A close look at an Olympic relationship

A close look at an Olympic relationship

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They grew up an ocean, and a few months, apart. They spoke different languages, lived in families of different sizes, and competed at high levels in sports from different seasons.

And yet Huntington Station’s Sgt. Matt Mortensen, a Winter Olympic soldier-athlete with Team USA who competes in the luge, and Alex Duma, a sports chiropractor in New York, have been dating for close to two years.

The world of sports provides common ground for these two 32-year-olds. Duma grew up to become a Romanian women’s national swimming champion and an All-American swimmer.

Mortensen, despite living his early years on the relatively flat terrain of Long Island, dedicated his considerable athletic energy to a sport his father Jerry introduced him to when the company where he worked, Verizon, was sponsoring a luge event.

Mortensen and Duma met when she was on volunteering at Lake Placid Olympic Training Center.

He tried to ask her out for a drink and she turned him down because she didn’t want to consider dating someone she might treat as a patient.

Several months later, however, she relented when she knew he wouldn’t consult her professionally.

Once they started dating in earnest, her experience as an athlete helped prepare her for the travels, the dedication to training — and the competition.

“I understand him really well,” she said. “I’ve been an athlete myself and I do travel with athletes. I understand his lifestyle.”

That lifestyle brings challenges that would be difficult for people who weren’t born some 5,000 miles apart. Indeed, as a member of the Army World Class Athlete Program, Mortensen ventures around the globe routinely, competing in World Cup competitions.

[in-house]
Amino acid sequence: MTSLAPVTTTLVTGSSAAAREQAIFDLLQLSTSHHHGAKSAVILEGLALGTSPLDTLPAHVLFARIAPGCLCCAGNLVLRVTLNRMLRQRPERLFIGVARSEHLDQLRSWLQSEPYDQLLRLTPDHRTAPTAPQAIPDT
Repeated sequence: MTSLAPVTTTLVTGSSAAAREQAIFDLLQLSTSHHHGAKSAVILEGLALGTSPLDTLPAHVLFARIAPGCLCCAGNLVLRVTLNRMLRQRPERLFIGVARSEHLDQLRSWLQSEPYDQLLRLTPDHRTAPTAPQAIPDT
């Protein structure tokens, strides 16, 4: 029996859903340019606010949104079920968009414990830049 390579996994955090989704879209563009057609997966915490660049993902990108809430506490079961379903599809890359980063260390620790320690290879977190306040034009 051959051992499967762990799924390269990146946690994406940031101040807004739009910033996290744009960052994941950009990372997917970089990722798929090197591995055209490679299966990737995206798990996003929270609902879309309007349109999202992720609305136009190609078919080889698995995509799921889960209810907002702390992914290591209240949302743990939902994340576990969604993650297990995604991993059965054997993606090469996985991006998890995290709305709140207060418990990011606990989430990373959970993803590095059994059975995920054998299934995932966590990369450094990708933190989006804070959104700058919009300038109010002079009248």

Since he was 12, Mortensen learned most of his middle school and high school lessons from work sent from St. Dominic’s in Oyster Bay. He often missed celebrating his December birthday with his family because it fell during the winter luge season.

The time on the road, however, helped him grow up more rapidly and, as it turned out, gave him the opportunity to learn other cultures earlier than many of his American contemporaries.

The months he spent in Europe “helped bridge the cultural gap,” Duma said. It helped him “understand my European culture.”

At the same time, Duma came to the United States when she was 19, so she feels that “a lot of what I am is due to the American culture.”

Duma admires Mortensen’s relentless efforts to improve and compete. She has watched how he continues to work out after the season ends, even when the workouts are not required.

“He’ll go above and beyond the extra step,” she said.

As for their families, Duma grew up as an only child. On another continent, Mortensen grew up with four brothers and two sisters, in a family of nine.

“They are an amazing big family,” Duma said. “I feel so blessed to have been invited to family events,” which include Christmas and Easter.

Duma appreciates the noise, the dogs, little kids and the constant commotion, which is a marked contrast from her life in a small family, where it was “too quiet.”

Borrowing an oft-quoted line from the movie “Jerry Maguire,” Mortensen said Duma “really completes me.”

Mortensen suggested that Duma stay behind and continue to work while he was in PyeongChang. In South Korea, he finished fourth in the luge team relay, a tenth of a second behind the Austrian team for bronze. He wanted her to save up her vacation time so the athletic couple could travel on a planned trip to Hawaii. During the games, the two of them speak by FaceTime and Whatsapp.

Ultimately, what makes the relationship work, Duma said, is that her Olympic boyfriend is “such a good communicator. He’s amazing at that.”



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